The European Space Policy, Evolution and Perspective

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      Europe’s place in space has never been stronger, and more fragile at the same time. We are faced with a potential that, much like space itself, is quasi-limitless. These opportunities are currently being exploited through several major research and development programmes as well as through ambitious operational programmes. Projects such as Galileo and Copernicus are discussed extensively as they provide the best image of the European Union’s (EU) ambitions in space. Our interests in space and on Earth are thoroughly explored as this issue of The European Files connects the many states, institutions, firms involved with making space more than just the final frontier.

      The European Union and its member states are adamant in developing a common space policy. It is critical for the efficient use of Europe’s resources that there is transparency and coordination coherence between the European Space Agency and the numerous other actors at the national and international level. Systems such as Galileo, a global navigation satellite system, can provide great innovative commercial and consumer services. Copernicus, a Global Earth Monitoring system, is a great source of data for environmental and security issues. Now that these systems are being implemented, the European Commission must ensure that their evolution is demand-driven, supported by a strong legal and financial framework and an infrastructure that ensure an easy and fast access to thess data to all European decision-makers and entrepreneurs.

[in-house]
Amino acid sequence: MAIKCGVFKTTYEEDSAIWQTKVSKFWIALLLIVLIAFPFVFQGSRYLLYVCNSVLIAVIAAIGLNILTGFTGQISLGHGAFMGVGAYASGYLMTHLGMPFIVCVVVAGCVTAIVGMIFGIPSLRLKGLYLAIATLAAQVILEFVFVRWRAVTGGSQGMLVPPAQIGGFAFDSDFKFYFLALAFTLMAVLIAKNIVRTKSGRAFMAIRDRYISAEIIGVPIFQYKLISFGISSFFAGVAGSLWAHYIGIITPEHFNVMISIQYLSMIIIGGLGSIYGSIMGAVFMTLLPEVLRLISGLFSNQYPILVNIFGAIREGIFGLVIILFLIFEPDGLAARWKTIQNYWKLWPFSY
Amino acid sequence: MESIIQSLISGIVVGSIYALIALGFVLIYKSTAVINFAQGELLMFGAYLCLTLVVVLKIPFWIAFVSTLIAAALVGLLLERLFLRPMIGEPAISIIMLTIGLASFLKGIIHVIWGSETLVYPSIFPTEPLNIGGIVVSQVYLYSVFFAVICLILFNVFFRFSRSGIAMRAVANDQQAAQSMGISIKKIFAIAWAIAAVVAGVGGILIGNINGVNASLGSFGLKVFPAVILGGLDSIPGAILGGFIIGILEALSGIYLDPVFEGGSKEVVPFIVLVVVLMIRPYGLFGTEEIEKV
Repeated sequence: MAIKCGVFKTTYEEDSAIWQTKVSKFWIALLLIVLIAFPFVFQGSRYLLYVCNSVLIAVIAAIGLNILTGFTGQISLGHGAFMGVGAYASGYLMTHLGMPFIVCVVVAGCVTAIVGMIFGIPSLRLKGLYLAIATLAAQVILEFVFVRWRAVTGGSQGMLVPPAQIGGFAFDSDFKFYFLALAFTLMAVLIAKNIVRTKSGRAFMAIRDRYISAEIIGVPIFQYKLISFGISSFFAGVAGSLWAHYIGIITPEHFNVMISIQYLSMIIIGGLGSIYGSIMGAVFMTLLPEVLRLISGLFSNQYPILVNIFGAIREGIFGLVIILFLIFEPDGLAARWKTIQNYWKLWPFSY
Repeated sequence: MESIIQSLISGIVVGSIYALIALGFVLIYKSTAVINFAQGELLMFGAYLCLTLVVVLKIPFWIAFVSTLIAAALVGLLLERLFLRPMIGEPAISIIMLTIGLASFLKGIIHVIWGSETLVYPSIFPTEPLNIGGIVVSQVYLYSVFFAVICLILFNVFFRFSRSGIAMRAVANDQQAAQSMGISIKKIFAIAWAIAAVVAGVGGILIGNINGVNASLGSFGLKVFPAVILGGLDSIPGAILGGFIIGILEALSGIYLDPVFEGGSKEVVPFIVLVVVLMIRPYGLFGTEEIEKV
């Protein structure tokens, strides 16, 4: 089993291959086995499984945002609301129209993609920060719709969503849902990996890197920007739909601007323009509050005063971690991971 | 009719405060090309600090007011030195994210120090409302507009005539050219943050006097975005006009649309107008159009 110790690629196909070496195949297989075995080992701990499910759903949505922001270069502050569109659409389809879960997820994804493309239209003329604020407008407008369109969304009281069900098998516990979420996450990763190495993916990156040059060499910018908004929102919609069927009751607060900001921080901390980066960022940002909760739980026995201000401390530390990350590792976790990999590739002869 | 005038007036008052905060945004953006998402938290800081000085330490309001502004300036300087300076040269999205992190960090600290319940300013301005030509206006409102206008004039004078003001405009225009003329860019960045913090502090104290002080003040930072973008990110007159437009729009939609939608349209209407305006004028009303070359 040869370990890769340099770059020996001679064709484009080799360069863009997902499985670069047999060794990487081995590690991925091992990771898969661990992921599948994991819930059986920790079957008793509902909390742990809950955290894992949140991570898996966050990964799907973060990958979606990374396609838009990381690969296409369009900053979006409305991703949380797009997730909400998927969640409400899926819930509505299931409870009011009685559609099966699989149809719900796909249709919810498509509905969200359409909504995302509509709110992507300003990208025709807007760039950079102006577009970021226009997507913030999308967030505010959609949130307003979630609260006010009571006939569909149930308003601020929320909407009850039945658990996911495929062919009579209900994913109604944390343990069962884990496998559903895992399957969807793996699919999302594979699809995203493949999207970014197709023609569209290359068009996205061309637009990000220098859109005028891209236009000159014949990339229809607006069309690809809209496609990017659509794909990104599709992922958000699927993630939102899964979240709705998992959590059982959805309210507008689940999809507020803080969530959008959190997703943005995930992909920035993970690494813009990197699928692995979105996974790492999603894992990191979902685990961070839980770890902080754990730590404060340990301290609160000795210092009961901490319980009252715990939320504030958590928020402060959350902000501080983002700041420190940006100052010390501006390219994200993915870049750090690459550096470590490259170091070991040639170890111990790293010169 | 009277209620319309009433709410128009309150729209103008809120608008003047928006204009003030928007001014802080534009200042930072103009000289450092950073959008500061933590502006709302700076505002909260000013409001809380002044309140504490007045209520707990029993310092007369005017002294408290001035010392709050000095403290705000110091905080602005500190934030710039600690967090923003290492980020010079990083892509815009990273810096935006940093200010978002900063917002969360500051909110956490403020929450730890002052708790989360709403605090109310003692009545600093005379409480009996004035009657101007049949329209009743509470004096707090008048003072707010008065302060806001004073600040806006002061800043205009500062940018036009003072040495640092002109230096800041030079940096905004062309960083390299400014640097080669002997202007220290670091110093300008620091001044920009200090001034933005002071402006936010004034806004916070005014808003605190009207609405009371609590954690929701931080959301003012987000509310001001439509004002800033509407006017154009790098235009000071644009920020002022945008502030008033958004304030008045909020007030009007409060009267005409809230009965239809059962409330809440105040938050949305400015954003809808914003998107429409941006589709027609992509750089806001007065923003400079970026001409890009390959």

This ambitious space policy must remain competitive and progressive. The EU and member states are responsible for mitigating the risks and costs of the space sector’s expansion. This sector is to be considered as an “enabler” and a leverage, as it provides hundreds of millions of Euros in economic activity: it is therefore a European policy priority. Whether the financial model is public, private, or both, the consensus is that it must provide a long-term commitment to the public’s needs. Therefore, the future of Europe’s space program depends on its functionality. It also depends on the capacity of Europe to maintain the competitiveness of its Industry, in the absence of a global playing field, and with an increasingly harsh competition on the – relatively rare – open markets.